Amazon Dash Buttons and the Future of Online Ordering

Just shy of a year ago, I wrote a piece on Amazon Dash and why people should care about the advent of this new technology. I made a particular point about this trend being about “more than a single device” and we’re beginning to see this type of device proliferation in eCommerce in the form of Amazon Dash Buttons.

Amazon recently announced the Dash Button, which takes single item ordering to the new level. A small device, capable of ordering single branded products, can be placed nearby a product’s primary place of use.  For example, I might be prone to place a LaVazza button (if there were such a thing) on my coffee grinder if only I could get an invitation — hint, hint, Amazon.

As you can imagine, I have a few thoughts on where this technology is headed, the impact it will have on eCommerce, and about why I believe this incarnation of the technology, while innovative, will be short-lived.

So where is this going? The goal in any eCommerce scenario is a conversion. A sale. I remember the hesitancy with which I initially clicked the “Buy” button on my very first online purchase. I remember again some apprehension the first time I purchased from a mobile device, but those days are long gone. We all accept purchasing online as a way of life, one that no longer requires going to a physical store. The Dash Button will be a catalyst for the transformation of how we buy commodity items. Using a computer or a mobile device to make a purchase will become a thing we talk about, just like when we had to go to the bookstore to find something to read.  The ability to connect devices designed for a single purpose to others that can monitor and manage the actions of those devices will forever change the way we purchase things needed on a regular basis. In addition, this takes personalization to an entirely different level, one where a customer can personalize the way in which they interact with an online retailer for various types of purchases.

The impact on eCommerce will be two-fold if these types of purchases are to become commonplace. First, connectivity has to be ensured.  If I installed a LaVazza button on my coffee grinder and pushed the button only to find out I had to reconfigure the wifi connection every other time I used it, I’d throw it in the garbage. Second, immediate feedback is needed to let me know that my purchase was recorded.  I’ve only been able to watch the video for the Dash Button, but a simple flashing light to let me know the request was received would be great. Also, perhaps a flashing red light would be appropriate if there were currently no items in stock.  This means that eCommerce platforms have to be able to handle transactions that require end-to-end connectivity.  In other words, batch updates will have to become a thing of the past if an online retailer wants to compete in this space.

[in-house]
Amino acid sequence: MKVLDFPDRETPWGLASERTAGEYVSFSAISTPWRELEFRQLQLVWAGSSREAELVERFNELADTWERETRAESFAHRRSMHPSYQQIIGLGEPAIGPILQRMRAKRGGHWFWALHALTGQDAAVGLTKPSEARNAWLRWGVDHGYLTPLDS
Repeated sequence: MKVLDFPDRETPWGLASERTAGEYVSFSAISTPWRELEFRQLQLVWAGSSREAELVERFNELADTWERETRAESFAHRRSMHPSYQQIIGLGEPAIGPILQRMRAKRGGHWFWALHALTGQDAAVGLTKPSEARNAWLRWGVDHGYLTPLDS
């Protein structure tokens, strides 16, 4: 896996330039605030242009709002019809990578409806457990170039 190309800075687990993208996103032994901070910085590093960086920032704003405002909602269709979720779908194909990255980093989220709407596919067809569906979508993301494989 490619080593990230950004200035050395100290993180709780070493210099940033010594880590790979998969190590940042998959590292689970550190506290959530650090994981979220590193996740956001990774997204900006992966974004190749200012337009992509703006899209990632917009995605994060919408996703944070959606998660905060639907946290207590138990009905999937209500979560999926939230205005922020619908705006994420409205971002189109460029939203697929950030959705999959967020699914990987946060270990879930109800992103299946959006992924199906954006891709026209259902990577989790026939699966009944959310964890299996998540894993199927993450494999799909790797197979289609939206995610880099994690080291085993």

…because it’s a great idea, I don’t think the Amazon Dash Button will last. Yes, that’s exactly what I meant.

Lastly, because it’s a great idea, I don’t think the Amazon Dash Button will last.  Yes, that’s exactly what I meant. It is very cool, but it’s the modern day equivalent of having to take phone calls on one device and send emails on another.  This “separateness” will last for a while because it’s all we know, but then we’ll see smart manufacturers begin to place this type of configurable functionality directly in their products.  In other words, my coffee grinder would come with a “Reorder Coffee” button.  Everything from paper towel holders to washing machines to dishwashers will be equipped with reorder buttons. And it’s important to note that discrete purchasing will only be of use if the manufacturers allow them to be programmed to place an order via any vendor for any brand that they want. If a more restrictive approach is implemented, only allowing the purchase of Tide directly from a washing machine for example, consumers will revolt. Eventually, it would be nice to see this technology allow purchase of any brand from any vendor that supports a discrete purchasing protocol (an emerging standard, perhaps).

Making sure online retailers are ready for discrete purchases requires that platforms be scalable, responsive, and have real-time information. The lack of any one of those qualities will leave this technology lacking. In the end, it’s all about supporting the best experience for the user and we are going to see some real advantages — and advances — come from Amazon’s Dash Button.

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